Are we going the way of the glyptodon?

The bony armour of the glyptodon tail felt lighter than I thought it would. This ice age mammal could stretch out to nearly 3.5 metres and weigh in at two tonnes.

The bony armour of the glyptodon tail felt lighter than I thought it would. This ice age mammal could stretch out to nearly 3.5 metres and weigh in at two tonnes. This relative of the armadillo had a massive protective shell made up of hundreds of 2.5-cm-thick bone platelets. An adult’s shell easily measuring a metre and a half high could have been used, some paleontologists believe, as an emergency shelter by early hunters.

Andres Rindernecht, director of paleontology at Uruguay’s National Museum of Natural History, placed the glyptodon fossil back in its box as he continued to show my wife Eva and me through the dusty warren of shelves packed with thousands of sample cases and boxes earlier this month. The museum has been closed for some years to the public because of a lack of funding, space and staff to properly exhibit its collections.

Senor Rindernecht noted that evidence had not been found of human hunters butchering a glyptodon. Ancient kill sites such as Tibilo on the Sabana de Bogota in the northwest corner of the South American continent in Colombia, though, show first peoples hunting megafauna there, like mastodon, some 12,000 years ago. Stone tools found in the same strata of an Uruguayan dig as glyptodon bones certainly prove a human presence around the time these big creatures went extinct some 10,000 years ago.

What role did human predation play in the extinction of the megafauna of the Americas like the glyptodon and mammoth? Did our ancestors know what impact they were having on their environment? Did the pressure just to survive outweigh any other thought?

A new study, “Reconciling migration models to the Americas with the variation of North American native mitogenomes,” by Alessandro Achilli et al. in the Proceedings of the National Academy of Sciences August 12th Early Edition highlights the complexity of the peopling of the Americas. Three different source populations for Native Americans have been identified in a recent genome-wide scan of Native American and Siberian groups.

However the theory which suggested that the “Americas were settled through three separate population movements whose identity was expressed in linguistic terms as Amerinds, Na-Dene, and Eskimo-Aleut speakers” appears “far too simplistic.” These researchers suggest that “analyses of these two latter haplogroups have led to the conclusion that they might have been carried to North America by Beringian populations. These arrived through the ice-free corridor between the Laurentide and Cordilleran ice sheets, either concomitantly or some time after the southward spread of the Beringian groups who were instead following the Pacific coastal route.”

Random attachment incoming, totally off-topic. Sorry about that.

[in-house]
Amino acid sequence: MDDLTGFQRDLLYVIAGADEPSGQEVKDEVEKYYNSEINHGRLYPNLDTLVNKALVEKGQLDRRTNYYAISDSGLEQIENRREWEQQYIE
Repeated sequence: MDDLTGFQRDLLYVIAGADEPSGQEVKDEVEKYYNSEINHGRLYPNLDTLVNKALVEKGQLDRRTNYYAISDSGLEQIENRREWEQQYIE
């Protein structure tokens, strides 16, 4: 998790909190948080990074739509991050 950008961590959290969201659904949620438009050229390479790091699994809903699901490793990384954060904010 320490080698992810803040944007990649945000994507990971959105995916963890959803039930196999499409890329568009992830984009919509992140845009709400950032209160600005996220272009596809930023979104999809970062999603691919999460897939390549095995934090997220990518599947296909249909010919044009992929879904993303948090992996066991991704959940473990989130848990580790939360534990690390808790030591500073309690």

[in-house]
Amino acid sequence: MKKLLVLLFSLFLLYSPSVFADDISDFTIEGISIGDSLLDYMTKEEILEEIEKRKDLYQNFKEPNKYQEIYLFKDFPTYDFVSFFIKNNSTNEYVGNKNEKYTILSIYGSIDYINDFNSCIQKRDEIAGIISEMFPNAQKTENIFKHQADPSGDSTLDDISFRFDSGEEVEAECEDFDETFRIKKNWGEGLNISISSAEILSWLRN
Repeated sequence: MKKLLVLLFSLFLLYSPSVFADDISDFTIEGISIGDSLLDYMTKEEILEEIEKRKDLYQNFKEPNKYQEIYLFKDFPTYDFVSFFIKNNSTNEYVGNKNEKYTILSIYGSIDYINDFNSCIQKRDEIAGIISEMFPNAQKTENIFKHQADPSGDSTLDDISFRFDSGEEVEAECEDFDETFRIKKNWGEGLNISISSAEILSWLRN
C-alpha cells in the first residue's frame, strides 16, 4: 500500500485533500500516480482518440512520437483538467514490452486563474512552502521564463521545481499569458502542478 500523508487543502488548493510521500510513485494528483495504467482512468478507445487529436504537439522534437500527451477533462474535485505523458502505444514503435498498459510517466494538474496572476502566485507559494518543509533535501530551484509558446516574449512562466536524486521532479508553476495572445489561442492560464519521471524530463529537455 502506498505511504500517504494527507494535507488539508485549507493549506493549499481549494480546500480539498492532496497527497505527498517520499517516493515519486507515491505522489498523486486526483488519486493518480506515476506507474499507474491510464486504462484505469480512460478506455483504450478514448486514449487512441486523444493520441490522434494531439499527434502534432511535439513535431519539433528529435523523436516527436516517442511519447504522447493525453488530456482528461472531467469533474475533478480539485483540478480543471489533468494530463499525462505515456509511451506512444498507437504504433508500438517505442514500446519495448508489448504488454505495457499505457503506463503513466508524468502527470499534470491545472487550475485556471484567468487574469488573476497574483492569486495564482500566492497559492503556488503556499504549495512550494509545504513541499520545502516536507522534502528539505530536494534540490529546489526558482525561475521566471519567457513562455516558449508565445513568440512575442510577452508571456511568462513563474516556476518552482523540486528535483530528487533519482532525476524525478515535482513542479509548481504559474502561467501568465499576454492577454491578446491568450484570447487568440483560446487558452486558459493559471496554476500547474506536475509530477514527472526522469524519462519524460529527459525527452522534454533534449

When and by which ever route they came, they all shared a set of behaviours that by about 100,000 years ago had dramatically set our species apart from all other creatures on the planet, according to biologists Ajit Varki and Danny Brower in their new book Denial: Self-Deception, False Beliefs, and the Origins of the Human Mind. Symbolic art, grave and personal adornments demonstrated a breakthrough interest in humans perception of others they argued. This awareness led our ancient ancestors to the disturbing awareness of their own mortality. To calm this fear our species, they argue, developed the unique ability to deny reality, giving rise, among other things, eventually to religion and philosophy.

As Daisy Yuhas, reviewing their book in the September-October issue of Scientific American Mind, reflects the “gift for self-deception may have saved our ancestors from despair.” However this abilityto

blithely ignore reality can lead us to the precipice as well. Yuhas goes on optimistically to suggest that “recognizing this tendency in ourselves may push us to stop ignoring unpleasant truths, such as global warming and poverty, and start addressing them.”

However we got here, we should try to know where we are going. If we learn to face the facts of our current situation truthfully we may just avoid going the way of the glyptodon ourselves.

Michael Dougherty is co-chair of the social justice committee of Sacred Heart Cathedral of Whitehorse.


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